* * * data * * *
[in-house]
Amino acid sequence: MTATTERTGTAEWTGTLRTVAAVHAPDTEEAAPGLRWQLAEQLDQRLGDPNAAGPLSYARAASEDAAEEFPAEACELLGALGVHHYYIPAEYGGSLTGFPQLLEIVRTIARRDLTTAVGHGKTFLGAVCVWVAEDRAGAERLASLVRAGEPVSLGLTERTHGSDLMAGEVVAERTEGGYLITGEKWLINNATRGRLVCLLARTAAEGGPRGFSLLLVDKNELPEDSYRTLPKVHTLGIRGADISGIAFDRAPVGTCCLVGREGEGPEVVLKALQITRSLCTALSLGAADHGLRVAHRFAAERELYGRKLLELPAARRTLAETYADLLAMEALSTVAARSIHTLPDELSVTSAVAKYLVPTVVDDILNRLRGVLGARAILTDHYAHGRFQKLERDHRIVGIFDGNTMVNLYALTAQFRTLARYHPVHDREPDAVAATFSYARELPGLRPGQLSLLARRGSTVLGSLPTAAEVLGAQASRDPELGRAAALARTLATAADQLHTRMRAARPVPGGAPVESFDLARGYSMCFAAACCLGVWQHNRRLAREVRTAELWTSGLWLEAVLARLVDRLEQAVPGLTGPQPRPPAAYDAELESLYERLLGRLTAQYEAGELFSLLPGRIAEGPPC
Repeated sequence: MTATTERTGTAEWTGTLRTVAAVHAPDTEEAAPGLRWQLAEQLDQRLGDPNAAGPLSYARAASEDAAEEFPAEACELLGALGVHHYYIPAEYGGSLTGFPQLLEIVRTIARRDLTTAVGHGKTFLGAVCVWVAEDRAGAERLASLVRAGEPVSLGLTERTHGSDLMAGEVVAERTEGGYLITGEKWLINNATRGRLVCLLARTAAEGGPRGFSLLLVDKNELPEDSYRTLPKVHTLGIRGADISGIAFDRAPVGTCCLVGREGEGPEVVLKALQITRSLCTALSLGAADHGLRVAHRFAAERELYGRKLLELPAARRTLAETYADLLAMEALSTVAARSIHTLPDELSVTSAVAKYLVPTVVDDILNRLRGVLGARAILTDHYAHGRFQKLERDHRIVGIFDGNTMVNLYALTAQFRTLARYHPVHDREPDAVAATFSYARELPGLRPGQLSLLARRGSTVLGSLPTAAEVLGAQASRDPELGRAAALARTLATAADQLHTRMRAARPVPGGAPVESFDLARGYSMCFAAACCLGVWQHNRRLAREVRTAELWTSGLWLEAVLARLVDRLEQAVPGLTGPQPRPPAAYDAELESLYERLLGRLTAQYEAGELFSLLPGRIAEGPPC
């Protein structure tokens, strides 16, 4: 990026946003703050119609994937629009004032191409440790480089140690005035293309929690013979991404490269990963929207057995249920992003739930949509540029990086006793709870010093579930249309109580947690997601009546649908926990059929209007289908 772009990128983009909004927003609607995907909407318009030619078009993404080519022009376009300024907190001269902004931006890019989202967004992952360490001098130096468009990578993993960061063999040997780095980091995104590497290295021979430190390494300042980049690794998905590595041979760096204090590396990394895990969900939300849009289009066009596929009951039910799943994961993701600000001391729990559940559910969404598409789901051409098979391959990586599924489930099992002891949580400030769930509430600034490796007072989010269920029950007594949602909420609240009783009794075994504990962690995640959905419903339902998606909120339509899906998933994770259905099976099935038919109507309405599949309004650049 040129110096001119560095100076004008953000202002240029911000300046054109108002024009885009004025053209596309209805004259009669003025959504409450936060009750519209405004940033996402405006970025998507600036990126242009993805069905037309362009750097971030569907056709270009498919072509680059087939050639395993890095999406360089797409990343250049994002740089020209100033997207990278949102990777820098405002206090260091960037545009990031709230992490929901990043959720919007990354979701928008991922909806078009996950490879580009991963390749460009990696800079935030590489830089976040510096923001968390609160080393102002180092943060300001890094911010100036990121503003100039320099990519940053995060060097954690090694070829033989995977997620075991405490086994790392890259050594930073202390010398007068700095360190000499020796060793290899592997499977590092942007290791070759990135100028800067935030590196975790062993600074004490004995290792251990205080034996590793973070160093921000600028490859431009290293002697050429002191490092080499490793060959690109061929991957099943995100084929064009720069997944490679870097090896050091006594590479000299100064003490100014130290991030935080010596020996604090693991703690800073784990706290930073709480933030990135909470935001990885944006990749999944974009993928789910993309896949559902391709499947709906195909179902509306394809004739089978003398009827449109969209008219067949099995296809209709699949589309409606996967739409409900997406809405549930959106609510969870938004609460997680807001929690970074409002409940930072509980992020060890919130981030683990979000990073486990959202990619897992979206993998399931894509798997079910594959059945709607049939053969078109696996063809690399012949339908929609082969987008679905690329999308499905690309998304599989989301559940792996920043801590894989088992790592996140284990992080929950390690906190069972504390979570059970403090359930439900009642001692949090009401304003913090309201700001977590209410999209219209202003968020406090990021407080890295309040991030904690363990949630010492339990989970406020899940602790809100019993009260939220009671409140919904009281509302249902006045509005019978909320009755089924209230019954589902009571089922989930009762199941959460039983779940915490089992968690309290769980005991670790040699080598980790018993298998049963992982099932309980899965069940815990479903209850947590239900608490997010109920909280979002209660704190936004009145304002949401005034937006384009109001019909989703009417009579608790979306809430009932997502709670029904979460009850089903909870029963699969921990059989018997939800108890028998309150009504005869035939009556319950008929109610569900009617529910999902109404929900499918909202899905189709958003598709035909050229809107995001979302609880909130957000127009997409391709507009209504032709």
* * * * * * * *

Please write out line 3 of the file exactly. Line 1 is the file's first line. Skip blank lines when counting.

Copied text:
Repeated sequence: MTATTERTGTAEWTGTLRTVAAVHAPDTEEAAPGLRWQLAEQLDQRLGDPNAAGPLSYARAASEDAAEEFPAEACELLGALGVHHYYIPAEYGGSLTGFPQLLEIVRTIARRDLTTAVGHGKTFLGAVCVWVAEDRAGAERLASLVRAGEPVSLGLTERTHGSDLMAGEVVAERTEGGYLITGEKWLINNATRGRLVCLLARTAAEGGPRGFSLLLVDKNELPEDSYRTLPKVHTLGIRGADISGIAFDRAPVGTCCLVGREGEGPEVVLKALQITRSLCTALSLGAADHGLRVAHRFAAERELYGRKLLELPAARRTLAETYADLLAMEALSTVAARSIHTLPDELSVTSAVAKYLVPTVVDDILNRLRGVLGARAILTDHYAHGRFQKLERDHRIVGIFDGNTMVNLYALTAQFRTLARYHPVHDREPDAVAATFSYARELPGLRPGQLSLLARRGSTVLGSLPTAAEVLGAQASRDPELGRAAALARTLATAADQLHTRMRAARPVPGGAPVESFDLARGYSMCFAAACCLGVWQHNRRLAREVRTAELWTSGLWLEAVLARLVDRLEQAVPGLTGPQPRPPAAYDAELESLYERLLGRLTAQYEAGELFSLLPGRIAEGPPC